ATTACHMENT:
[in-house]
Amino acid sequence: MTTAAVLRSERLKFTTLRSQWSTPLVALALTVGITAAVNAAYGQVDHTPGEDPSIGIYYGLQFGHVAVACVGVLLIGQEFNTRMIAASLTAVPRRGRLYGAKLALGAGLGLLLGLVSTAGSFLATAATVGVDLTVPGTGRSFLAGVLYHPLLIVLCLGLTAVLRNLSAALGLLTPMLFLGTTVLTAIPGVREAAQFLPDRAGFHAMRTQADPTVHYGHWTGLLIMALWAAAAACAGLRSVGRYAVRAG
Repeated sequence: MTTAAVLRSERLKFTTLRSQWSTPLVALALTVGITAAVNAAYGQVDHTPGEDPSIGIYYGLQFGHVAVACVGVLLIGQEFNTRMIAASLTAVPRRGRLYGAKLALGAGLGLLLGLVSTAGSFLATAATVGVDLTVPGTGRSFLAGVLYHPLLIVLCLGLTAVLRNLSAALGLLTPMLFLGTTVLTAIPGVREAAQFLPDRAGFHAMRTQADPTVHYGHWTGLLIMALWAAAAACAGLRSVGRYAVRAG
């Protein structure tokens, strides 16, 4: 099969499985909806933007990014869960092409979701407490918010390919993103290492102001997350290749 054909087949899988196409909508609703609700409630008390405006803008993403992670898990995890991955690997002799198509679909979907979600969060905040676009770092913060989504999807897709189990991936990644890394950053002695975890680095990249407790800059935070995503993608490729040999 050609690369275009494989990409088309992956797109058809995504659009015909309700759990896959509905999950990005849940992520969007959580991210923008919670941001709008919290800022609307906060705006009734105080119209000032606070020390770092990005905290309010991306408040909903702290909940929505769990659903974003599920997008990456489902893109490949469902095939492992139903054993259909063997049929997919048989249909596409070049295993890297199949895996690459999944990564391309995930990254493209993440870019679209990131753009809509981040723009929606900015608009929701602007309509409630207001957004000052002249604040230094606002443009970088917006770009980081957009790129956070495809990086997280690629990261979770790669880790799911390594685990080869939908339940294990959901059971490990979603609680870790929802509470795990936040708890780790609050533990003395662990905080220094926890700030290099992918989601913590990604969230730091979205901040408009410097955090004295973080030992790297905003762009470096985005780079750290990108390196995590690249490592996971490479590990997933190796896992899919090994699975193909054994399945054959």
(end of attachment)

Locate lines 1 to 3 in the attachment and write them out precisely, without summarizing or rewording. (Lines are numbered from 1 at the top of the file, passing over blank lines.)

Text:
[in-house]
Amino acid sequence: MTTAAVLRSERLKFTTLRSQWSTPLVALALTVGITAAVNAAYGQVDHTPGEDPSIGIYYGLQFGHVAVACVGVLLIGQEFNTRMIAASLTAVPRRGRLYGAKLALGAGLGLLLGLVSTAGSFLATAATVGVDLTVPGTGRSFLAGVLYHPLLIVLCLGLTAVLRNLSAALGLLTPMLFLGTTVLTAIPGVREAAQFLPDRAGFHAMRTQADPTVHYGHWTGLLIMALWAAAAACAGLRSVGRYAVRAG
Repeated sequence: MTTAAVLRSERLKFTTLRSQWSTPLVALALTVGITAAVNAAYGQVDHTPGEDPSIGIYYGLQFGHVAVACVGVLLIGQEFNTRMIAASLTAVPRRGRLYGAKLALGAGLGLLLGLVSTAGSFLATAATVGVDLTVPGTGRSFLAGVLYHPLLIVLCLGLTAVLRNLSAALGLLTPMLFLGTTVLTAIPGVREAAQFLPDRAGFHAMRTQADPTVHYGHWTGLLIMALWAAAAACAGLRSVGRYAVRAG